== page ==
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Article

Reimagining University Partnerships with Local Schools in the United States  

Karen L. B. Burgard and Melissa M. Jozwiak

Developing a successful university–school partnership has been a topic for research since the early 1900s. In this case study, faculty members at one university in the southern United States believes they may have found one possible answer. This university has been working toward forming a partnership with three local schools to bring about transformative change to the schools and the community. Through this collaboration, faculty members sought to intentionally trouble the pervasive top-down approach many universities take when communicating with schools and to disrupt the savior complexes that often center on these efforts. Instead, by starting to identify the community needs, listening intently to the community desire for future changes in local schools, and working in solidarity with the community, sustainable partnerships were formed, and meaningful change has already happened in the short term. Creating multi-layered relationships rooted in a commitment to culturally relevant/responsive and sustaining pedagogy, the partnerships began with a shared vision between the university and the schools to work collaboratively, responding to the individual needs of each school and the surrounding community. The university faculty members committed to working in and with the community understand that centering the culture of the community in all partnership discussions was tantamount to their success, demonstrating that cultural relevance should not be confined to the walls of the university classroom, but rather, should be a guiding principle in all interactions between universities, local schools, and communities. The success of these partnerships, and the strong relationships built as a result, has created a possible model for future university–school partnerships.

Article

School Reform, Educational Governance, and Discourses on Social Justice and Democratic Education in Germany  

Mechtild Gomolla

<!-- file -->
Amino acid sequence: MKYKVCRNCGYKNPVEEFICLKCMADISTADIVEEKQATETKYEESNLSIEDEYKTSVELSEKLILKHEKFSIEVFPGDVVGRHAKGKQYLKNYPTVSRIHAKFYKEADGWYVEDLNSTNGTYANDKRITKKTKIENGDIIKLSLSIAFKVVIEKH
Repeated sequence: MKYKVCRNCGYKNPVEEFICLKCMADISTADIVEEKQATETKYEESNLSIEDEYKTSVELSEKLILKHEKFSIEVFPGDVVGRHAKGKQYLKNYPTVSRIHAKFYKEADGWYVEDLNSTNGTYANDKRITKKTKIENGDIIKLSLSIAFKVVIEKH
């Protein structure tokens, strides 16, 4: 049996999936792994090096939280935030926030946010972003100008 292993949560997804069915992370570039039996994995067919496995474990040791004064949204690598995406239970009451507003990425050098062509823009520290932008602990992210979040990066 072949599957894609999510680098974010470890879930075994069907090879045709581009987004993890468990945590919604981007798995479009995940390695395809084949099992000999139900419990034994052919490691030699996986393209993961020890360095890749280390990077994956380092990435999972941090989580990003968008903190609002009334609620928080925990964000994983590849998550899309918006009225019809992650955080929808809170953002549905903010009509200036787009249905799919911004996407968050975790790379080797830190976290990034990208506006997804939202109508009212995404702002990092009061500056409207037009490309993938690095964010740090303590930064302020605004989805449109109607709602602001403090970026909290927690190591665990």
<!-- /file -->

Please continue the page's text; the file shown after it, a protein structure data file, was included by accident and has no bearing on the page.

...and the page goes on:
In Germany, at the beginning of the 2000s, the Programme for International Student Assessment (PISA) not only served as a catalyst for the development and implementation of an overall strategy for quality assurance and development of the state school systems. The school effectiveness movement has also brought the issue of educational inequality, which had been lost out of sight in the 1980s, back on the agenda. In ongoing reforms, the improvement of the educational success of children and young people with a migration history and/or a socioeconomically deprived family background has been declared a priority. However similar to the situation in Anglo-American countries, where output-oriented and data-driven school reforms have been implemented since the 1980s, considerable tensions and contradictions became visible between the New Educational Governance and a human rights- and democracy-oriented school development. A Foucauldian discourse analysis of central education and integration policy documents at the federal political level from 1964 to 2019 examined how, and with what consequences, demands of inclusion, social justice, and democracy were incorporated, (re)conceptualized, distorted, or excluded in the New Educational Governance, which was a new type of school reform in Germany. The results of the study indicate that the new regulations of school development are far from shaping school conditions in a human rights–based understanding of inclusion and democratic education. The plethora of measures taken to improve the school success of children and young people with a history of migration (in interaction with other dimensions of inequality such as poverty, gender, or special educational needs) is undermined by a far-reaching depoliticization of discourse and normative revaluations. In the interplay of epistemology, methodology, and categories of school effectiveness research with managerialist steering instruments, spaces for democratic school development and educational processes, in which aspects of plurality, difference, and discrimination can be thematized and addressed in concerted professional action, appear to be systematically narrowed or closed. But the case of Germany also discloses some opposed tendencies, associated with the strengthened human rights discourse and new legislation to combat discrimination.